The SDS 920, 930, and 940 computers had a BRM instruction, which also followed the PDP-8 scheme.
The SDS 9300 computer, however, offered the programmer another type of choice.
It, too, had a BRM instruction that followed the PDP-8 scheme. However, it stored the address of the BRM instruction itself at the destination; there was a BRR instruction that incremented that address first before branching to it.
It also had a BMA instruction. That instruction stored an address constant at its effective address that had the indirect address bit set, and the index bits cleared. (Flag information was stored in the bits that would have been opcode bits for an instruction as well.) This one stored the address of the location following the BMA intruction there, however, it was still intended that the BRR instruction would be used to return from the subroutine.
The intent of the BMA instruction was to allow that instruction to be followed by a pointer to an argument list for the subroutine, before the next instruction of the program.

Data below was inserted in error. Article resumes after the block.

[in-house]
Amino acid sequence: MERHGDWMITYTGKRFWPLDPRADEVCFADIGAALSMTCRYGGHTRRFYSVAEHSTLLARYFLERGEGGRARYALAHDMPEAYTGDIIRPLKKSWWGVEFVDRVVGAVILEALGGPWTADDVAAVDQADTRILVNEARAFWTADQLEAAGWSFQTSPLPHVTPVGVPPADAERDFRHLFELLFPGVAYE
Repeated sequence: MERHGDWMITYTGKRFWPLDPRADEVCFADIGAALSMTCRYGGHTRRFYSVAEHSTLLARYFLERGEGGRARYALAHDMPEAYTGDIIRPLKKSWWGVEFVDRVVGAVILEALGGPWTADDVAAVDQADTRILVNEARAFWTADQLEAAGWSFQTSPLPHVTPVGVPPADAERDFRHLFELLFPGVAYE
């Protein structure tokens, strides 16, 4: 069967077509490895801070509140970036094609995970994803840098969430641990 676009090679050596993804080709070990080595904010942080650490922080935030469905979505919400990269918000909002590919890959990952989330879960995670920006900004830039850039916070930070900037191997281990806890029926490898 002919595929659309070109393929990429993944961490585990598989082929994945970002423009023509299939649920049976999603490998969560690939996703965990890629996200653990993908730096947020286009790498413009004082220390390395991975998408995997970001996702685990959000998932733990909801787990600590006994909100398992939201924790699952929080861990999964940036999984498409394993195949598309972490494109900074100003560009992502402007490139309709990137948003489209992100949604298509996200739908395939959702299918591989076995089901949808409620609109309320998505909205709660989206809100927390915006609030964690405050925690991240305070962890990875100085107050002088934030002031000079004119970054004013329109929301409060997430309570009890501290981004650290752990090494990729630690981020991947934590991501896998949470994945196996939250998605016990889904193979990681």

Returning to computers of other word lengths:
Even the Control Data 1604 followed the PDP-8 when executing its Return Jump instruction. The IBM 1130, with its BSI instruction (Branch and Store IAR) also followed the PDP-8 style of subroutine jump.
The Univac 1103, because it was a two-address machine, had a Return Jump instruction that seemed like it belonged to the PDP-8 type, but avoided its pitfalls. The return address was stored at the destination address of the instruction, while the jump was taken to the source address of the instruction. So subroutines in ROM and subroutines with multiple entry points do not present problems with this kind of subrotine jump instruction.
The GE-235 computer effectively followed the IBM 704, although its index registers were locations in memory, usually locations 1, 2, and 3, although an optional feature allowed the computer to switch between several alternate sets of index locations in memory.
The PDP-6, and thus the PDP-10, with multiple general registers, saved the return address in a selected register, as the IBM 360 later did with the JSP instruction. The JSR instruction saved the return address in a memory location instead, and there was also the JSA instruction: this instruction saved both the return address and other information in a selected register, but depended on 18-bit addresses being adequate.